Fogg Behavior Model B=MAP Behavior equals motivation, ability and prompts, formerly triggers
The Fogg Behavior Model, published in 2009 by BJ Fogg, founder and director of the Stanford Persuasive Technology Lab, states that behavior is created when the right motivation, ability and prompts converge. Originally the model was Behavior=Motivation, Ability & Triggers (B=MAT), but Fogg changed "Triggers" to "Prompts" in 2018.
One person that attended some of Fogg’s lectures during his time at Stanford circa 2008, is behavioral engineer and product design consultant Nir Eyal. After graduating from the Stanford School of Business, Eyal went on to work as a consultant in the video game and advertising industries and as a lecturer at Stanford School of Business and Hasso Plattner Institute of Design where he created and taught courses on the science of influencing human behavior. Eyal credits these years of “distilled research and real-world experience” for inspiring the methods presented in his 2014 book, Hooked: How to Build Habit-Forming Products. The book, which is largely considered to be required reading for UX design professionals today, builds on the Fogg Behavior Model to present a four-step process for creating habit-forming products: trigger, action, variable reward, and investment, which Eyal calls the Hooked Model. The Hooked Model is notable here because of step three: variable reward, a concept that comes directly from some of the earliest research in behavioral psychology. Pioneering behavioral scientist B.F. Skinner was the first to explain the term “variable ratio reward schedule” in his 1938 book, The Behavior of Organisms.

Through his research, Skinner discovered that he could best train rats to tap a lever by sometimes rewarding them with pellets. It was the sometimes part that was the key to turning a totally new behavior—tapping a lever—into a habit. After experimenting with four different reward schedules (giving rats pellets)—some predictable schedules, and some random ones—Skinner found that giving rats a random number of pellets after a random number of lever taps, otherwise known as a variable-ratio reward schedule, by far caused the rats to tap the lever at the highest, steadiest rates. Not only that, but the rats on the variable-ratio reward schedule were also the most resistant to stopping the conditioned behavior of lever tapping once the reward (pellets) stopped coming. Skinner posited that this persistent behavior from the rats who received pellets on a variable-ratio reward schedule was a result of their hope that the next tap might be the one that delivered a pellet.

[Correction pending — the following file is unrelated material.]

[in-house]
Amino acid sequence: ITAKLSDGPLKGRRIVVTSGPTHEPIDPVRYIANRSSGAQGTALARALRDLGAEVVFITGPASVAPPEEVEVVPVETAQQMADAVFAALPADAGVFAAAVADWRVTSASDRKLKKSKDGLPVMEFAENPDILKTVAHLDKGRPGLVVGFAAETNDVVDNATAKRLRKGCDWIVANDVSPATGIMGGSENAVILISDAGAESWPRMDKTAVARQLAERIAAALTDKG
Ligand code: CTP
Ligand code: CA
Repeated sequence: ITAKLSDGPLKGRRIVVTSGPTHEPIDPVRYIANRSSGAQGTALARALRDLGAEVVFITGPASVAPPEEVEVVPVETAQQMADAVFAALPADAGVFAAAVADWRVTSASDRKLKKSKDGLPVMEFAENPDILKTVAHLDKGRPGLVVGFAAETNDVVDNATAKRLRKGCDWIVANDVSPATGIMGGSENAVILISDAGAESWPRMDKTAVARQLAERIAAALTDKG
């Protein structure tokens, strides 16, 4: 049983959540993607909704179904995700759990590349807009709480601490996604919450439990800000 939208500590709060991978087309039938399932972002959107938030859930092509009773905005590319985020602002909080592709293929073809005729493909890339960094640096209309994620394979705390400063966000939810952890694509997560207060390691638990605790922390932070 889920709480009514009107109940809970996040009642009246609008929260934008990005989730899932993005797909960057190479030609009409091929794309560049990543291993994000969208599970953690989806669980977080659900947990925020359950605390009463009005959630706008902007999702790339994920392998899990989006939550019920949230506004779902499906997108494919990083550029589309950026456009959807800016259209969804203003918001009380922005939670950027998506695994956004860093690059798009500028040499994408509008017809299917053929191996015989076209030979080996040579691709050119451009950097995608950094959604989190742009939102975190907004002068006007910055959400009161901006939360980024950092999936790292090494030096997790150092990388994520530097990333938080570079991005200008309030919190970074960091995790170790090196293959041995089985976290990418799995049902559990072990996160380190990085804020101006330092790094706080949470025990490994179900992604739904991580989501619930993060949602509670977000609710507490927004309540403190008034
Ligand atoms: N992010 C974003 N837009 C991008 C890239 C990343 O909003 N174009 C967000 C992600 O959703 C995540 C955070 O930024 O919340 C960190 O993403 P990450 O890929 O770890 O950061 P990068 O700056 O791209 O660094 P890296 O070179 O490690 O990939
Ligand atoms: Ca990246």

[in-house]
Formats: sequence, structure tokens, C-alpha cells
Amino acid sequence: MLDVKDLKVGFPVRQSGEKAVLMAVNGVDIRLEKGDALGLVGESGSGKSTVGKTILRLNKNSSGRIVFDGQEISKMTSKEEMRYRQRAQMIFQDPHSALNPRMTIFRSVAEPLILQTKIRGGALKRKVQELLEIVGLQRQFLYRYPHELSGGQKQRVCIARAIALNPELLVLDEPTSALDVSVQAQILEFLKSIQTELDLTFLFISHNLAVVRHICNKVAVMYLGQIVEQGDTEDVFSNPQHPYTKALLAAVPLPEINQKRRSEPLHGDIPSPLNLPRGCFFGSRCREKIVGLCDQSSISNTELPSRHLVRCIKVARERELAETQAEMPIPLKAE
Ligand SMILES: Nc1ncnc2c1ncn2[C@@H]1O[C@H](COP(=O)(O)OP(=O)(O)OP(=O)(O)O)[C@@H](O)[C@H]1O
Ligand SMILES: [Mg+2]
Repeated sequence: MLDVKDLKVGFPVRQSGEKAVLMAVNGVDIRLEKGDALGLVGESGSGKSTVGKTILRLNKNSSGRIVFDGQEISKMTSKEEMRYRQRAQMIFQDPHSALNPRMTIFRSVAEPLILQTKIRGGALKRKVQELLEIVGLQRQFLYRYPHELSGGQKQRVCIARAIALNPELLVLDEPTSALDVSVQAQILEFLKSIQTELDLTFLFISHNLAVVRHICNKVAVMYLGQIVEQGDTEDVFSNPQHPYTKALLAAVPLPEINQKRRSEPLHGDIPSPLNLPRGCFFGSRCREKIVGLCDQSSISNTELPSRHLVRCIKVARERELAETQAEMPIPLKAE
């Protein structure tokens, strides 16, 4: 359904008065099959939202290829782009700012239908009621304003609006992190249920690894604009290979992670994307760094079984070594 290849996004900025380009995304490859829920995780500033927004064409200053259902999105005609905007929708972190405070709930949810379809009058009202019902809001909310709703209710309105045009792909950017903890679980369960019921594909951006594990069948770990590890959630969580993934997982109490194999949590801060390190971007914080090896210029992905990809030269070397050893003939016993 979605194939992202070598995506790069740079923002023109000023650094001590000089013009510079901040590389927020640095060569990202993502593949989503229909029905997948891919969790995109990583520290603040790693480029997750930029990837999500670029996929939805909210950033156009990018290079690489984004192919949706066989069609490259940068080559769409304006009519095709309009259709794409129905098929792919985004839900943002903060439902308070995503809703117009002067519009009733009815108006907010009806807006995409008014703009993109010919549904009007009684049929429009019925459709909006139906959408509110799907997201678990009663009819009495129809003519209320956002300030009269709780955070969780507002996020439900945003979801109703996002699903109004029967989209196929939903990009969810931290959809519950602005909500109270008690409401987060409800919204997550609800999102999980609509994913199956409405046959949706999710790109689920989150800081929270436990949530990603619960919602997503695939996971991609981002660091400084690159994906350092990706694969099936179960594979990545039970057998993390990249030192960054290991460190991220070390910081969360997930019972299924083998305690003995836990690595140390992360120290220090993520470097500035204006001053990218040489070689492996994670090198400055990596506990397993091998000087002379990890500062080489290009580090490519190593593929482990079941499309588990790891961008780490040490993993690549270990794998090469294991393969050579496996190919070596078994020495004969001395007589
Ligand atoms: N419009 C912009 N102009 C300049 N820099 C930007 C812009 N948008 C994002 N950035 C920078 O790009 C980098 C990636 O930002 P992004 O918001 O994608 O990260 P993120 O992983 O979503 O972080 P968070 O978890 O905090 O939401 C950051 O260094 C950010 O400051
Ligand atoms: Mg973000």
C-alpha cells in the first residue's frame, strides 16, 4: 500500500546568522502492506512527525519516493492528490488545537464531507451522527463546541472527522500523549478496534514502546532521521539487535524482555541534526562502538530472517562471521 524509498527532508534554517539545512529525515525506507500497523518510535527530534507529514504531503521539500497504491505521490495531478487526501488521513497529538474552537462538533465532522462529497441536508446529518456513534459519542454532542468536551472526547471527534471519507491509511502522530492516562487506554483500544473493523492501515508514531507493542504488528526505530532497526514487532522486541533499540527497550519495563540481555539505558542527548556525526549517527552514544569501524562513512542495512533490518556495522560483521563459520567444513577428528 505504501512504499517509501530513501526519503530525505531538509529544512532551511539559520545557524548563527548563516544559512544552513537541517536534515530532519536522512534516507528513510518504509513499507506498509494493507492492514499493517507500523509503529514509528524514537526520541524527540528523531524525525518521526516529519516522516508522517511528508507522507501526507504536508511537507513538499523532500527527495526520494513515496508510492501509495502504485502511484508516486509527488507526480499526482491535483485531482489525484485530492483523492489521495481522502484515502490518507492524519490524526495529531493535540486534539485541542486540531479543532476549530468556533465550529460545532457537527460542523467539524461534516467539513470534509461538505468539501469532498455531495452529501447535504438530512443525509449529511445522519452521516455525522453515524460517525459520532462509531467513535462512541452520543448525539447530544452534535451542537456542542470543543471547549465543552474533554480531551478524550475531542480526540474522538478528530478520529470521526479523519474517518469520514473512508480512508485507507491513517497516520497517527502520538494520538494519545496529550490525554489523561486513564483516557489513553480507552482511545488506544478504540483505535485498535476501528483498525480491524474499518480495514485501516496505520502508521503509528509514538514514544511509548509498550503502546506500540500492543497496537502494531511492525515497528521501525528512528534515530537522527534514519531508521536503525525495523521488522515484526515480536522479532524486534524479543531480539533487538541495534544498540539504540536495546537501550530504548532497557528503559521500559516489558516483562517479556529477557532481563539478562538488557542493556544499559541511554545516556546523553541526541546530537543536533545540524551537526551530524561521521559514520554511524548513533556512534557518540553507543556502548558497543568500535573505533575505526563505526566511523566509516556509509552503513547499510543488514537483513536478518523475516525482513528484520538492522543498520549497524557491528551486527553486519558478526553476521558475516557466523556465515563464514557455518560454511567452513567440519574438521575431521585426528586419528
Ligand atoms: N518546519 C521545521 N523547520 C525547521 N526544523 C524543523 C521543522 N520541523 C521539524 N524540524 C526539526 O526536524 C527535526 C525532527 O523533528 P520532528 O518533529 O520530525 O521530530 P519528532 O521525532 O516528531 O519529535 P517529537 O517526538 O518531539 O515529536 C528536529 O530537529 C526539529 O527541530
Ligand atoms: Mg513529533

Persuasive Design Terms to Know

Persuasive Design: According to the Interactive Design Foundation, persuasive design is an area of design practice that focuses on influencing human behavior through the characteristics of a product or service. Persuasive design is based on psychological and social theories and is often used in e-commerce (online shopping), organizational management (getting employees to adopt new behaviors), and public health (such as in ad campaigns that try to persuade people to wear medical masks when they go out.) However, designers also tend to use persuasive design in any field where they need to encourage long-term engagement through continued use of their platform. (Such platforms can include, but are not limited to video games, social media websites and apps, pornography websites, and news websites.)

Operant Conditioning:
The process and study of teaching people or animals to adopt a new behavior by rewarding them for performing the behavior. By definition everything in a video game is operant conditioning because game designers must instruct users on how to progress through the game by using rewarding cues and prompts like exciting sounds, animations and messages. In this sense, operant conditioning is neither bad nor good. It’s just a term that psychologists use to describe the process of learning through reward.

Variable Ratio Reward Schedule: When operant conditioning rewards are delivered on an unknown schedule it’s called a variable ratio reward schedule. The variable ratio reward schedule is the most manipulative reward delivery schedule known to man and the basis of all addictions. It’s also the basis for many video game monetization strategies that use the principles of variable ratio reward schedule to elicit repeated in-game purchases from users.